While it makes sense that there would be horses in a Western-style town, it was disappointing how it still takes a very long time to get anywhere. It also could take quite a while to get what you need for a stable to get your own horse and renting is a lot of gols. While fast traveling is an option through the Yakmel Stations, it also costs 15 gols each time you use one, which isn’t necessarily a lot but they’re also not very conveniently placed and gols can be hard to earn.
My Actual Time at Sandrock
For me, the story did keep me driving through. I wanted to see what the next thing was to happen. But I can’t say I was never weary of how much time it took to get all the components together to get to the next piece of the story.
While I don’t mind a little bit of resource gathering and do understand this is a game about a builder, at the very least, the time each of the stations took could have been reduced a little or at least progressed more overnight as your character sleeps.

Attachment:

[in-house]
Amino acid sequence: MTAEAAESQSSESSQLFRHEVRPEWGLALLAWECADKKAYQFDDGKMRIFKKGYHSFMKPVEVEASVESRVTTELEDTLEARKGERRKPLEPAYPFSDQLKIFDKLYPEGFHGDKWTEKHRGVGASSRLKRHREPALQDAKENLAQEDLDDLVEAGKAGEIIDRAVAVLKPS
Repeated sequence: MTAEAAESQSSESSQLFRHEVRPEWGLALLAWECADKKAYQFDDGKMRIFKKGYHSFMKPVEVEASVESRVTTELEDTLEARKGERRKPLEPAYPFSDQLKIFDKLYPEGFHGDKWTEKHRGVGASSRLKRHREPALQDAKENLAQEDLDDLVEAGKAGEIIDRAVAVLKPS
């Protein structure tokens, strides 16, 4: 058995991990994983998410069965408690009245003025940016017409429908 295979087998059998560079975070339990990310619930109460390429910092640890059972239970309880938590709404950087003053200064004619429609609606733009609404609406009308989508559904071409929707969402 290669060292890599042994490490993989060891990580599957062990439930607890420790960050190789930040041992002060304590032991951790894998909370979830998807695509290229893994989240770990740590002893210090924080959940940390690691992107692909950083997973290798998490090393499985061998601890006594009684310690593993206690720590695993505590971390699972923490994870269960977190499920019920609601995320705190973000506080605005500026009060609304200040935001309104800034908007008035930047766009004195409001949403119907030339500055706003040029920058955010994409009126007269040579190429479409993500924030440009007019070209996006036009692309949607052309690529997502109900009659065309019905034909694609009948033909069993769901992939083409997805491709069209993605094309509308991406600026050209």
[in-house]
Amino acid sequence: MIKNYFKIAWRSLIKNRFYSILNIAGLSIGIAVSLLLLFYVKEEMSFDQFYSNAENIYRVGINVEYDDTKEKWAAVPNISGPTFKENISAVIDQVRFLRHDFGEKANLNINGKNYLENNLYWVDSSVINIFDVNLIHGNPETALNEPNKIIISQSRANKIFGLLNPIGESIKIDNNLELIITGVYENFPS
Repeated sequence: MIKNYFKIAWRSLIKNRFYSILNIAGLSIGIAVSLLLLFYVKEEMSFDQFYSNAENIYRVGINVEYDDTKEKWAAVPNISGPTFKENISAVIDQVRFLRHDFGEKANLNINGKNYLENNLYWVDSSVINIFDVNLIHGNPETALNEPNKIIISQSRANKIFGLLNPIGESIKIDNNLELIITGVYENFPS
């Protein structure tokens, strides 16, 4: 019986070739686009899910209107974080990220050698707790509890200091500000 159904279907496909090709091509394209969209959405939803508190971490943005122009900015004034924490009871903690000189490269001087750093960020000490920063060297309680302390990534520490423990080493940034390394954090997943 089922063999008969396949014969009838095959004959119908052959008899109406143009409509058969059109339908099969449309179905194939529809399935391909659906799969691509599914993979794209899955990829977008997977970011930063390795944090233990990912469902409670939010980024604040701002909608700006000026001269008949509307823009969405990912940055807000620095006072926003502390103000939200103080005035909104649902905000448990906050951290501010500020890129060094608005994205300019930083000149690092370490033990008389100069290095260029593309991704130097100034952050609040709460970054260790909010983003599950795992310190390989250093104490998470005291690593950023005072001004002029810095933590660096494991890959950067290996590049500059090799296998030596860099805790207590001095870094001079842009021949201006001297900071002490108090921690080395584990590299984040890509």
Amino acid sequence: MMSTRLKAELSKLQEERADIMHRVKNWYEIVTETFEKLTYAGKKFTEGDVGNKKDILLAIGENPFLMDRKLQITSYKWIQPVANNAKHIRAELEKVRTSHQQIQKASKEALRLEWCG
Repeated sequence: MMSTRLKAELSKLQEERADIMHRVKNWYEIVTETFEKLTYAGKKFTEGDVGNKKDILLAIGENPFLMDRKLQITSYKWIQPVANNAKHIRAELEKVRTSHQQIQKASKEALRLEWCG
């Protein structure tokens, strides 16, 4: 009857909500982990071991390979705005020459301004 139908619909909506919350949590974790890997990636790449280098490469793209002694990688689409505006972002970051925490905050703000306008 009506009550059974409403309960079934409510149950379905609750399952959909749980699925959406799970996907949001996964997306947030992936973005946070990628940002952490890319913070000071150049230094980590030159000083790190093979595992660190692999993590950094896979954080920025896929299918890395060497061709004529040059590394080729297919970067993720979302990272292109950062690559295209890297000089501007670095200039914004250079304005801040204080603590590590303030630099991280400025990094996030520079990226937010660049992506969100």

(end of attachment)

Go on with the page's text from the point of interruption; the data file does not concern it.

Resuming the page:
There is multiplayer that may ease some of these concerns if you’re playing on PC, but I was reviewing on the Nintendo Switch which doesn’t have multiplayer yet. If you don’t mind a bit of idle time and trying to find something to do in between missions that may or may not mean days more of waiting for the right resources for your side task, the old-western bandits and those darn Geeglers really did keep my time at Sandrock interesting.
This game was reviewed using a copy of the game provided by the game's publisher,public relations company, developer or other for the express purpose of a review.
- This article was updated on November 6th, 2023